The Literary Intersection of Love and Philosophy in Martin Andic's Summer Afternoon

Danslav Slavenskoj


This paper explores the relationship of philosophical articles of Martin Andic (1940–2005) with his short story Summer Afternoon, which we see as the expression of his thoughts on love as the practice of philosophy in literary form.


Martin Andic, Plato, Kierkegaard, Simon Weil, philosophy, erotic literature

Martin Andic (1940–2005), was a professor of philosophy, and a son of the late Secretary-General of The Czechoslovak Society of Arts and Sciences (Společnost pro vědy a umění), Vojtech Andic. His writings and interests were broad, and included Greek and medieval philosophy, metaphysics, and religion. He enjoyed exploring the thoughts of such authors and philosophers as Simone Weil, Dostoevsky, and Tolstoy. In the autumn of 1999, however, he published an unusual short story entitled “Summer Afternoon” in the Harvard Review, a literary journal published by the Houghton Library at Harvard University, and dedicated, as it describes itself, to “the finest poetry and short fiction being written.” Since love, in the context of philosophy, was theme upon which Andic dwelled for many years, it is not altogether surprising that this short story reflected his passion. Although Martin Andic’s reasons for writing the short story, which can be described as both philosophical and erotic, are unknown, it was an unusual, if not unexpected step to move from philosophy to literature, and so we will explore the relationship of Summer Afternoon to Andic’s philosophical works.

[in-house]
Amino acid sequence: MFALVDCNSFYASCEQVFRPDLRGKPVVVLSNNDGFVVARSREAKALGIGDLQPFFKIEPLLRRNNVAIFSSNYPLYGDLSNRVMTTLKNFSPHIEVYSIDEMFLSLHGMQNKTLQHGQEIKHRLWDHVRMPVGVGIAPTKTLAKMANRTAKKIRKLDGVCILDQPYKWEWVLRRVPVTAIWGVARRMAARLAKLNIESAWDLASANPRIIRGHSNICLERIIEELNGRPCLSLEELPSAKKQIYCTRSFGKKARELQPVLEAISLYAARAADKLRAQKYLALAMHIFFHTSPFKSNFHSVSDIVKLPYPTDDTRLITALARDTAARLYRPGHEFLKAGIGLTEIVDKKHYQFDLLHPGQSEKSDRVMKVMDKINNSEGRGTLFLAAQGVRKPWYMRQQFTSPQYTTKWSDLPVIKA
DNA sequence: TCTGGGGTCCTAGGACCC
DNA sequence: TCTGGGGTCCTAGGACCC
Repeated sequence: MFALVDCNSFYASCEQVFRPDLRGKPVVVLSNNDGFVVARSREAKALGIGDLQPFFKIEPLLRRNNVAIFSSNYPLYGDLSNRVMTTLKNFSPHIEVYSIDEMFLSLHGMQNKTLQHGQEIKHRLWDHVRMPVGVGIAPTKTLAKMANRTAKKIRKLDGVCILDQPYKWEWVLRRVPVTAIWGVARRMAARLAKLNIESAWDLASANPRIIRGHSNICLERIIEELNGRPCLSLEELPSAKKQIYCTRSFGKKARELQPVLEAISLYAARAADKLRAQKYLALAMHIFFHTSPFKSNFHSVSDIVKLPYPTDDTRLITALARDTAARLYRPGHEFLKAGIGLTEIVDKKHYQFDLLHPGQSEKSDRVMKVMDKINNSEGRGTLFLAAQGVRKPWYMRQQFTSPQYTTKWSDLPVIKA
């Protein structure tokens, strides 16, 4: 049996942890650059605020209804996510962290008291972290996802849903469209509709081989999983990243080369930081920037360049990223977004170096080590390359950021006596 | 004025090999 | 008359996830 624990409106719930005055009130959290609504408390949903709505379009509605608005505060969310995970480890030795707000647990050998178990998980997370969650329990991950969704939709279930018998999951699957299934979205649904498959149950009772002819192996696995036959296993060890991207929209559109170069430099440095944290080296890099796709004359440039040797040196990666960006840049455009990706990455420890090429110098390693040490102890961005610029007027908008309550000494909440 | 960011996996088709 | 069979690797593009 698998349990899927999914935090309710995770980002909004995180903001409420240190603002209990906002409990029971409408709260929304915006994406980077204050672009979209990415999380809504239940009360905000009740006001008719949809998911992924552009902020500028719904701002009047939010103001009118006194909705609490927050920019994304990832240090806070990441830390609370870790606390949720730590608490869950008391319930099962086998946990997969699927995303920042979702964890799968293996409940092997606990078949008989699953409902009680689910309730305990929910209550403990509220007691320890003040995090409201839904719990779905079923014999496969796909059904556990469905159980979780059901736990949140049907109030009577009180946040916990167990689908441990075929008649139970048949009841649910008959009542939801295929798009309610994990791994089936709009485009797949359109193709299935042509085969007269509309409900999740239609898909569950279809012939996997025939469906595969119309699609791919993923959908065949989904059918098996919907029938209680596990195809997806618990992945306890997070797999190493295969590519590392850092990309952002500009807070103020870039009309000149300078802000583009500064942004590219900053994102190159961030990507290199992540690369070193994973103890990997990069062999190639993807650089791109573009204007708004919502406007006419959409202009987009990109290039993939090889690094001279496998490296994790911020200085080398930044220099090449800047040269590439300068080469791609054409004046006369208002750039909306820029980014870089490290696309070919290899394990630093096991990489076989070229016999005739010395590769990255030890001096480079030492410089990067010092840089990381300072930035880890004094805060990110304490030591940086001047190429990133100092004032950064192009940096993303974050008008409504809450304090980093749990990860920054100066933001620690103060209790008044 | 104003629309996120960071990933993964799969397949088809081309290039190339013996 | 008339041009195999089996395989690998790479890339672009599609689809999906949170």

We can trace the path that Andic took through his philosophical articles, which may be read as a prequel to his Summer Afternoon. These articles came out over the course of a decade, starting in 1992 with Confidence as a Work of Love, and were followed by Supernatural Justice and the Madness of Love, The Love of Truth, and One Moment of Pure Attention is Worth all the Good Works in the World.